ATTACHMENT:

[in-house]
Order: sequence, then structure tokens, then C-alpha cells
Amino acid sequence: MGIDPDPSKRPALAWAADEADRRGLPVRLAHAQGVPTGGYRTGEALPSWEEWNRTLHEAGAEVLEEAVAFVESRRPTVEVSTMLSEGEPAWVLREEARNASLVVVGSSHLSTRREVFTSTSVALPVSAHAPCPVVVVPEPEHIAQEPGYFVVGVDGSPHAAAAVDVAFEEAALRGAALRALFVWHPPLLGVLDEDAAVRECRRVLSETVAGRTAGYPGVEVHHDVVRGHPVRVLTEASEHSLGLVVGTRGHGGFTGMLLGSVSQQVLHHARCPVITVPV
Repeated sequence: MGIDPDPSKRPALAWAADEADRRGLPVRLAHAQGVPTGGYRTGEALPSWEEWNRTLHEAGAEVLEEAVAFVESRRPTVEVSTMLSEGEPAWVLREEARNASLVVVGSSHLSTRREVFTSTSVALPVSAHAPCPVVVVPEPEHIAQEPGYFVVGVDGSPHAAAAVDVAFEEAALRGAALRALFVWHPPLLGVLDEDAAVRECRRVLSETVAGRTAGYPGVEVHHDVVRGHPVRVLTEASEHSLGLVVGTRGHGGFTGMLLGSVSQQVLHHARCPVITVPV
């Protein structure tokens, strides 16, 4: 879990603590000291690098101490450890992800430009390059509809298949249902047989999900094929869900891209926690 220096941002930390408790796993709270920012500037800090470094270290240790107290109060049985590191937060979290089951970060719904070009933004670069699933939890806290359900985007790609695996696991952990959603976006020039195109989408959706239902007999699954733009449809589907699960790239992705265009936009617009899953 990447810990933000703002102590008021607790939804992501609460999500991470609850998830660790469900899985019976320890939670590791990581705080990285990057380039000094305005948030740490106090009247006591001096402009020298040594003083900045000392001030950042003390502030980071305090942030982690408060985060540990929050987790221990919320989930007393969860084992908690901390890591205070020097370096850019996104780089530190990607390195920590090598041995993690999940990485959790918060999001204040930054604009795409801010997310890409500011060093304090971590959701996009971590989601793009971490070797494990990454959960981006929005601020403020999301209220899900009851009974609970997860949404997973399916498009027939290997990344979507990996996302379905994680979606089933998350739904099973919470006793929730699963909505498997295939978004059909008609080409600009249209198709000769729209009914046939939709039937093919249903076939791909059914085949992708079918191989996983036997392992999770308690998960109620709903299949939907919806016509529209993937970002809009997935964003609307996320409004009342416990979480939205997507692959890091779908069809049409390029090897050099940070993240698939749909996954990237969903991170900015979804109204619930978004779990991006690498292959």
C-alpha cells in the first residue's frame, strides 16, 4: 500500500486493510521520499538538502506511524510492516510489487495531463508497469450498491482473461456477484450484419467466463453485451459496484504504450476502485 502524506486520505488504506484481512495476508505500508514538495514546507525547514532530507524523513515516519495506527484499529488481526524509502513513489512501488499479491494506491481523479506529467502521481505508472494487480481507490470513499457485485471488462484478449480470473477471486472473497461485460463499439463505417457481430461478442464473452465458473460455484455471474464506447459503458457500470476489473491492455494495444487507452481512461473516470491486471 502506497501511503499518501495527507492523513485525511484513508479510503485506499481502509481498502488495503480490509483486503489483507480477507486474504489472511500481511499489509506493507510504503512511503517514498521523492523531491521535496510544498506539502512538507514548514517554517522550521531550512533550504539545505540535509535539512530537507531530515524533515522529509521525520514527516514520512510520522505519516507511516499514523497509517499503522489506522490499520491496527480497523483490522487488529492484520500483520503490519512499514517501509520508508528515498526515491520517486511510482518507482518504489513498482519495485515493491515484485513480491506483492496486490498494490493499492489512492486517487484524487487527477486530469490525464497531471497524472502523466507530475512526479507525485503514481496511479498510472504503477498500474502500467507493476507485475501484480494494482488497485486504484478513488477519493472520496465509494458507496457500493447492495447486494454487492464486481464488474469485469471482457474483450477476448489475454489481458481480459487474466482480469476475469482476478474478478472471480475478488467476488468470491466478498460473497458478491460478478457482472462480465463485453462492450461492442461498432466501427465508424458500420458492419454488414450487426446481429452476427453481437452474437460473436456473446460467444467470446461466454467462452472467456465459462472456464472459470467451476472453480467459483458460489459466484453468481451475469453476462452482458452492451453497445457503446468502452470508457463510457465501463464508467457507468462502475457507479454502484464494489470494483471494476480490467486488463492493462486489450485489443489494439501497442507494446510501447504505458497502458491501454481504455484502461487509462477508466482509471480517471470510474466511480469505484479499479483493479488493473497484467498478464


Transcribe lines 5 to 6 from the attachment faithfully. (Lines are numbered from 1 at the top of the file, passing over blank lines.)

């Protein structure tokens, strides 16, 4: 879990603590000291690098101490450890992800430009390059509809298949249902047989999900094929869900891209926690 220096941002930390408790796993709270920012500037800090470094270290240790107290109060049985590191937060979290089951970060719904070009933004670069699933939890806290359900985007790609695996696991952990959603976006020039195109989408959706239902007999699954733009449809589907699960790239992705265009936009617009899953 990447810990933000703002102590008021607790939804992501609460999500991470609850998830660790469900899985019976320890939670590791990581705080990285990057380039000094305005948030740490106090009247006591001096402009020298040594003083900045000392001030950042003390502030980071305090942030982690408060985060540990929050987790221990919320989930007393969860084992908690901390890591205070020097370096850019996104780089530190990607390195920590090598041995993690999940990485959790918060999001204040930054604009795409801010997310890409500011060093304090971590959701996009971590989601793009971490070797494990990454959960981006929005601020403020999301209220899900009851009974609970997860949404997973399916498009027939290997990344979507990996996302379905994680979606089933998350739904099973919470006793929730699963909505498997295939978004059909008609080409600009249209198709000769729209009914046939939709039937093919249903076939791909059914085949992708079918191989996983036997392992999770308690998960109620709903299949939907919806016509529209993937970002809009997935964003609307996320409004009342416990979480939205997507692959890091779908069809049409390029090897050099940070993240698939749909996954990237969903991170900015979804109204619930978004779990991006690498292959």
C-alpha cells in the first residue's frame, strides 16, 4: 500500500486493510521520499538538502506511524510492516510489487495531463508497469450498491482473461456477484450484419467466463453485451459496484504504450476502485 502524506486520505488504506484481512495476508505500508514538495514546507525547514532530507524523513515516519495506527484499529488481526524509502513513489512501488499479491494506491481523479506529467502521481505508472494487480481507490470513499457485485471488462484478449480470473477471486472473497461485460463499439463505417457481430461478442464473452465458473460455484455471474464506447459503458457500470476489473491492455494495444487507452481512461473516470491486471 502506497501511503499518501495527507492523513485525511484513508479510503485506499481502509481498502488495503480490509483486503489483507480477507486474504489472511500481511499489509506493507510504503512511503517514498521523492523531491521535496510544498506539502512538507514548514517554517522550521531550512533550504539545505540535509535539512530537507531530515524533515522529509521525520514527516514520512510520522505519516507511516499514523497509517499503522489506522490499520491496527480497523483490522487488529492484520500483520503490519512499514517501509520508508528515498526515491520517486511510482518507482518504489513498482519495485515493491515484485513480491506483492496486490498494490493499492489512492486517487484524487487527477486530469490525464497531471497524472502523466507530475512526479507525485503514481496511479498510472504503477498500474502500467507493476507485475501484480494494482488497485486504484478513488477519493472520496465509494458507496457500493447492495447486494454487492464486481464488474469485469471482457474483450477476448489475454489481458481480459487474466482480469476475469482476478474478478472471480475478488467476488468470491466478498460473497458478491460478478457482472462480465463485453462492450461492442461498432466501427465508424458500420458492419454488414450487426446481429452476427453481437452474437460473436456473446460467444467470446461466454467462452472467456465459462472456464472459470467451476472453480467459483458460489459466484453468481451475469453476462452482458452492451453497445457503446468502452470508457463510457465501463464508467457507468462502475457507479454502484464494489470494483471494476480490467486488463492493462486489450485489443489494439501497442507494446510501447504505458497502458491501454481504455484502461487509462477508466482509471480517471470510474466511480469505484479499479483493479488493473497484467498478464